All of this is to say that there are stories that give life and stories that take it. Each tells me what to do, what to love, what to fear. The question is, which story is the best one?
The work of the letter to the Ephesians – indeed the work of every proclamation of the gospel – is to tell yet another story. In these opening verses of the letter, Paul tells a story of the world. He tells it as the story of all stories. As such, it both must be told and cannot be told. It must be told because it is the key to all stories, all histories. It cannot be told – properly – because it can only be heard as yet ‘another’ story among other stories.
And so, Paul’s language is pressed to its limit. This is a story which begins – nonsensically – ‘before the foundation of the world’, in time before time, in ‘time beyond our dreaming’. Yet the point is not nonsense; it is the sheer excess and abundance of the story Paul wants to tell. The ‘breadth and length and height and depth’ (3.18) of God’s approach to us reveals a love which ‘surpasses knowledge’, so that we ‘may be filled with all the fullness of God’ (3.19) – which is to say, that we may be filled with what could not possibly fit. This excess is Paul overflowing with the gospel story.
The only way to assess the story Paul tells, over against the one I am already living, is to uncover which gives a better account of me and my world, a more desirable account for us all. Or, to put it more succinctly: which story makes us better and freer people? Which reveals to us who we are, the bad and the good? Which shows us the best ethic for that life of peace we considered last week, peace‑full not only for ourselves but for others also?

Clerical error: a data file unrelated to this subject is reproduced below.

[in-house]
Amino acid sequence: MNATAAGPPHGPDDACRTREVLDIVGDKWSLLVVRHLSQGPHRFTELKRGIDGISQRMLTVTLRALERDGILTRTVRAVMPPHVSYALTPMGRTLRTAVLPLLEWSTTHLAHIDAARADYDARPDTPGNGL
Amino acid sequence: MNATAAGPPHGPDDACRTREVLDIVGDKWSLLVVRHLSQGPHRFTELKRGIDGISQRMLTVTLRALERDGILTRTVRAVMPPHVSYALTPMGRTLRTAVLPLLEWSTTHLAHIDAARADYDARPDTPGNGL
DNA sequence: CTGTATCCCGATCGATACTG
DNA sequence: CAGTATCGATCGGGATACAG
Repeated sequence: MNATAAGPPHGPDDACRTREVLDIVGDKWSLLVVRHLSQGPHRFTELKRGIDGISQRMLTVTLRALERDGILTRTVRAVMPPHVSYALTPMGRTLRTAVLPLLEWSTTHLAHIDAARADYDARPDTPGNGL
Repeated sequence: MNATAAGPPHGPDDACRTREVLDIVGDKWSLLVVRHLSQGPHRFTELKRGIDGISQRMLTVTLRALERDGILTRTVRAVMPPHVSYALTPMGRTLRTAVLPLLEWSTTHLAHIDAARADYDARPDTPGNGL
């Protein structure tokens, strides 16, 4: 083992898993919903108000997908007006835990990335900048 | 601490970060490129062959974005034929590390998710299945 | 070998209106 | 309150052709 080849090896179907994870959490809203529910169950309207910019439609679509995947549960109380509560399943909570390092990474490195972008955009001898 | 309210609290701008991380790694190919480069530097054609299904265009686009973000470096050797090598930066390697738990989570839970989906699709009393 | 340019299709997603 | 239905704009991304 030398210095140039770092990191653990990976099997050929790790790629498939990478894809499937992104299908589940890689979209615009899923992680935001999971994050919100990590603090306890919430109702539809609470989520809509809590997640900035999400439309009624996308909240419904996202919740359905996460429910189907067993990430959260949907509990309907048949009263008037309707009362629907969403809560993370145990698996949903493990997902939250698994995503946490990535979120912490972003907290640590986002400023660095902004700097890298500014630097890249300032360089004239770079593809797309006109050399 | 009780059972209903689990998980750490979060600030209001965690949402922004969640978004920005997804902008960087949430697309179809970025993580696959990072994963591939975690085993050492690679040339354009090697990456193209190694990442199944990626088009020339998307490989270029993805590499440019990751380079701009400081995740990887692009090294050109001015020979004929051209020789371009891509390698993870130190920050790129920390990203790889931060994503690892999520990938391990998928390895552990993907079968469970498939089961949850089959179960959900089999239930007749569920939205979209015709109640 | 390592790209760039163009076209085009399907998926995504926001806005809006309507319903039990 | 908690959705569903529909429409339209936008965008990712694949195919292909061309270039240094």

These questions are not usually to the fore in our day-to-day thinking. Instead, we nestle into the story we have been given, and its flow takes us from day to day, conversation to conversation, joy to joy, sadness to sadness. This is the life ordinary.
This was the story of Harold Crick until he was jolted into lived awareness of a deeper story. But our point here today is not that we know our mortality. The gospel’s word to Harold and to us is unexpectedly different. We are all standing at the curb wondering what time it is as we hear Paul narrate our story: ‘Little did they know that the crucifixion of Jesus would result in their imminent life’.
This is also a life which knows its mortality but does not fear it, even if it should suddenly become apparent how imminent death can be.
This is the life of those who know themselves to be adopted children of God. It is, then, the life of those who are clothed with a new self – a new story – in the likeness of God (4.24), and who are learning to imitate God in humility and gentleness, patience and love, in the unity of the Spirit of the bond of peace (4.1-3).
Paul overflows with the gospel because this new life is a miracle.
Let us, then, not simply acquiesce into the old self – the familiar story which merely tips us into the next thing. Let us not be weary, resigned, or predictable within those stories which drain life away to nothing.
Let us become God’s miracle, for the fuller, richer humanity of us all, and for God’s greater glory.